Police arrest a Palestinian youth in the East Jerusalem neighborhood of Silwan on October 26, 2014.
Ramallah, July 24, 2015—Palestinian children detained by Israeli forces in the occupied West Bank during the first half of 2015 suffered increasing levels of physical violence, according to Defense for Children International Palestine research.
Data compiled by DCIP since January 2015 shows that 86 percent of Palestinian children experienced some form of physical violence during their arrest or interrogation, a 10 percent increase from 2014. Unlike their Israeli counterparts, Palestinian children have no right to be accompanied by a parent and, in the majority of cases, no access to legal counsel during interrogation.
Ill treatment of Palestinian children remains widespread and systematic in the Israeli military detention system as children arrested by Israeli forces arrive at Israeli interrogation centers blindfolded, bound and sleep deprived, according to DCIP documentation.
Israeli forces used blindfolds and hand ties on almost all the children interviewed by DCIP, and in nearly 55 percent of cases they succumbed to strip-searches once in custody. Children continued to report they signed documents during interrogation drafted in Hebrew, a language they do not understand. DCIP documented four cases involving the use of solitary confinement for interrogation purposes by Israeli forces, a practice that amounts to torture under international law.
“For over a decade, ill treatment of Palestinian children in the Israeli military detention system has been widespread and systematic,” said Ayed Abu Eqtaish, Accountability Program director at DCIP. “Recent amendments to Israeli military law simply serve to improve the appearance of the military detention system and have failed to practically address the abuse of Palestinian children.”
A UNICEF report released in February found that ill treatment of Palestinian child detainees remained widespread and systematic despite recent changes to Israeli military law. According to the report, Israeli authorities have, since March 2013, issued new military orders and taken steps to reinforce existing military and police operating procedures related to the detention of Palestinian children. However, evidence collected by a UNICEF-led working group since 2013 shows continued and persistent reports of ill treatment against Palestinian children by Israeli forces.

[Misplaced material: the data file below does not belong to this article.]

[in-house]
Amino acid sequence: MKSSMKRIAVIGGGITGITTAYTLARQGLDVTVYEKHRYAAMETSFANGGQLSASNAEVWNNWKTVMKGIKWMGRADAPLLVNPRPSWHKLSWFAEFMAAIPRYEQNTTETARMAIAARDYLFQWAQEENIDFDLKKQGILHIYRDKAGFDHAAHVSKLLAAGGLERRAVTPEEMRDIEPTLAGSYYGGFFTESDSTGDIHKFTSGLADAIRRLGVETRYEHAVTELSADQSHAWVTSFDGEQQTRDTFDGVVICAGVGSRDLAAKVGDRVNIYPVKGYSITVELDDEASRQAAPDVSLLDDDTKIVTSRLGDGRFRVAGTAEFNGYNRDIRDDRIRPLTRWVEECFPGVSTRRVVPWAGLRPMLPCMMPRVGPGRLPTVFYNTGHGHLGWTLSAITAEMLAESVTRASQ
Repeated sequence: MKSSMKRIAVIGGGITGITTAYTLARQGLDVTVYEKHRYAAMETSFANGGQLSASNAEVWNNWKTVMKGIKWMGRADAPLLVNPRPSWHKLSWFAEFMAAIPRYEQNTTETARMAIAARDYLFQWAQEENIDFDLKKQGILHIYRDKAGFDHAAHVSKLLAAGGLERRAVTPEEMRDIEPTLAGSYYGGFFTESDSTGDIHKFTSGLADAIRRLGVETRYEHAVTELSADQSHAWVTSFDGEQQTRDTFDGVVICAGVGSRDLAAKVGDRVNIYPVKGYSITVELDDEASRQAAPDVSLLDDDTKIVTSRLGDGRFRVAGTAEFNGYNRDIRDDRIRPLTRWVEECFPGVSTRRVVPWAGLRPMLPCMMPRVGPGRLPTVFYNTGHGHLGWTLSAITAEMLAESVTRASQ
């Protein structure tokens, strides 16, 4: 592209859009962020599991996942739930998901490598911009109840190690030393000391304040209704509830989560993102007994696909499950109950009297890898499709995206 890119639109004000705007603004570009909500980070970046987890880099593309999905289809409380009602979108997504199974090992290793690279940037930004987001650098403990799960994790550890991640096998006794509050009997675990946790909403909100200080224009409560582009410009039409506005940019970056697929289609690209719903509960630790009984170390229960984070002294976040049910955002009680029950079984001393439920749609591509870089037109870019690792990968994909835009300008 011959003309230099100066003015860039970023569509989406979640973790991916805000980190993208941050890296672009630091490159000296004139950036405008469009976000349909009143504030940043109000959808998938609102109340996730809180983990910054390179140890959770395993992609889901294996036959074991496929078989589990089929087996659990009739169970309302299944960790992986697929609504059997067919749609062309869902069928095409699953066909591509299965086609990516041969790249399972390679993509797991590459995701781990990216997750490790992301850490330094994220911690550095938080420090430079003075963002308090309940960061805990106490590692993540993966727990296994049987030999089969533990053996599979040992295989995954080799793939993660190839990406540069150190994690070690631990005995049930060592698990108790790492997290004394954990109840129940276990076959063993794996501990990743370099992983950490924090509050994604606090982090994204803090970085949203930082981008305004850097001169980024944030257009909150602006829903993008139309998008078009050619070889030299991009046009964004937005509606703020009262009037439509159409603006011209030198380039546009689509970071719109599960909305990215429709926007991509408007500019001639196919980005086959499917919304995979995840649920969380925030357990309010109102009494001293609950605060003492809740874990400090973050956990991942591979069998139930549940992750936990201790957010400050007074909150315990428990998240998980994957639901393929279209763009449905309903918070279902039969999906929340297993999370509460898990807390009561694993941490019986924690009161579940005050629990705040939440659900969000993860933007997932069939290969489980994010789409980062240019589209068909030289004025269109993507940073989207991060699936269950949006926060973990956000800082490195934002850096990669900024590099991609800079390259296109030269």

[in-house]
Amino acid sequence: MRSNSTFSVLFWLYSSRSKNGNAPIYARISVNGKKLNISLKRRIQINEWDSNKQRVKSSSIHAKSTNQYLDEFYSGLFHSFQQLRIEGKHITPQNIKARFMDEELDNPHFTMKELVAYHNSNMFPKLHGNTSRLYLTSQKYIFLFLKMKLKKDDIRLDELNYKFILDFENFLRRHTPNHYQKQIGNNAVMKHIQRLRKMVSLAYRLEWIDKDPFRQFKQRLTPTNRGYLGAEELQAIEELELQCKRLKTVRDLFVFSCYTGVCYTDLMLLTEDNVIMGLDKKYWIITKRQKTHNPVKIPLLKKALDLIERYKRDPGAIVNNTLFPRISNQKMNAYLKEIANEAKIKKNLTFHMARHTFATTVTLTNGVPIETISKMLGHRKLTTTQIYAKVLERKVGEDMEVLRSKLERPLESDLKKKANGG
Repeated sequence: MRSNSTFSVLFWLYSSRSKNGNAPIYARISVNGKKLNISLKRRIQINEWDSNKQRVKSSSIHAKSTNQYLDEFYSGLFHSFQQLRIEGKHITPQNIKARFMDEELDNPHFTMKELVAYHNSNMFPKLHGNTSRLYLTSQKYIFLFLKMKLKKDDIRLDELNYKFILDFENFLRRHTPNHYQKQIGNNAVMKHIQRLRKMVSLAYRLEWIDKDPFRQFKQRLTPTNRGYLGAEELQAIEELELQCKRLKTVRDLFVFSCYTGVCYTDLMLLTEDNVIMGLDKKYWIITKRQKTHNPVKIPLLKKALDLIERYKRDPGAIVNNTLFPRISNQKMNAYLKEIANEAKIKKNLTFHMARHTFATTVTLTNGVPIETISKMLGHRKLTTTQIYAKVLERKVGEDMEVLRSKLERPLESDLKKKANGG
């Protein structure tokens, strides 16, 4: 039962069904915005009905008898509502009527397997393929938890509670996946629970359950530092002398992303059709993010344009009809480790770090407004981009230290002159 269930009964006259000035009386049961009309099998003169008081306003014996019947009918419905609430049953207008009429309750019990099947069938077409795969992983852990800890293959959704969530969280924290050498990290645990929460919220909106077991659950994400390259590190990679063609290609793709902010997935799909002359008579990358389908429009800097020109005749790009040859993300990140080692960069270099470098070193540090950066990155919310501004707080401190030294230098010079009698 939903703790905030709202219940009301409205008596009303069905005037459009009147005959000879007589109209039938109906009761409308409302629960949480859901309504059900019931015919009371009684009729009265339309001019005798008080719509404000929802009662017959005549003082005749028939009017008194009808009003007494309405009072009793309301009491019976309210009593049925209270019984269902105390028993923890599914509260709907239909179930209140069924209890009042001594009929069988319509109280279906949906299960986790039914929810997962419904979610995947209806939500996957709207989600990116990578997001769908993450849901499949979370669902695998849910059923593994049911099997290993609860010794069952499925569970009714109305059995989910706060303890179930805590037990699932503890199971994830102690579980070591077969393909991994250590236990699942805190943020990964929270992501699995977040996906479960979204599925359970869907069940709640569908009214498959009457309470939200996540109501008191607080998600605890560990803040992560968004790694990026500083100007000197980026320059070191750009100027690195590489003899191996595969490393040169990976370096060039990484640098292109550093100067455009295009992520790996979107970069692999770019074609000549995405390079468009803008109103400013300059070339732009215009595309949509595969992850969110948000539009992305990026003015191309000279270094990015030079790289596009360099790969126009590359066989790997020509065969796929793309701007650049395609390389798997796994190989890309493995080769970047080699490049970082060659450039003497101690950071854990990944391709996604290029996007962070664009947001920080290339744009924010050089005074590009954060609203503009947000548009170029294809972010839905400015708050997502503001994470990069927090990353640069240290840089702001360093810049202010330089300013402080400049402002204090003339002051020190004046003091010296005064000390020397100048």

Lawmakers in both the United Kingdom and United States have recently called on their respective governments to hold Israel accountable for ill treatment of Palestinian child prisoners. In the U.K. House of Commons, a motion was tabled on July 13 condemning the ill treatment of Palestinian children in Israeli military detention. The motion calls on the British government “to demand immediate action from the Israeli government to behave in line with international law.”
In the U.S., 19 members of Congress sent a letter to U.S. Secretary of State John Kerry on June 18 urging him to prioritize the issue of Palestinian child detainees in Israeli military detention. The letter noted that “Israel's military detention system targeting children is an anomaly in the world,” and that ill treatment of Palestinian children is “widespread, systemic and institutionalized” throughout the detention process. A U.S. government human rights report released in June also highlighted ill treatment of Palestinian child prisoners and denial of fair trial rights in the Israeli military courts.
Impunity for violations is a significant obstacle. In June, DCIP filed two complaints to the Israeli Military Police Criminal Investigations Division involving the use of excessive force during the arrest of two Palestinian children. Of nine complaints filed by DCIP in 2014, one investigation was closed without charge and the other eight remain pending.
Around 500 to 700 Palestinian children, some as young as 12, are arrested, detained and prosecuted in the Israeli military detention system each year. The majority of Palestinian child detainees are charged with throwing stones. In addition to physical and psychological abuse during arrest and detention, Palestinian child detainees are overwhelming denied bail and routinely held in pretrial custodial detention for up to several months.
International juvenile justice standards, which Israel has obliged itself to implement by signing the UN Convention on the Rights of the Child in 1991, demand that children should only be deprived of their liberty as a measure of last resort. Israel is the only country in the world that automatically prosecutes children in military courts that lack basic and fundamental fair trial guarantees.
Since the occupation of Palestinian territory in 1967 by Israeli forces, Palestinian children have been charged with offenses under Israeli military law and tried in military courts. Israeli military law is only applied to Palestinians even though Israeli settlers live in the same territory. No Israeli children come into contact with the Israeli military court system.
At the end of May, a total of 163 Palestinian children were imprisoned in the Israeli military detention system, according to the Israel Prison Service.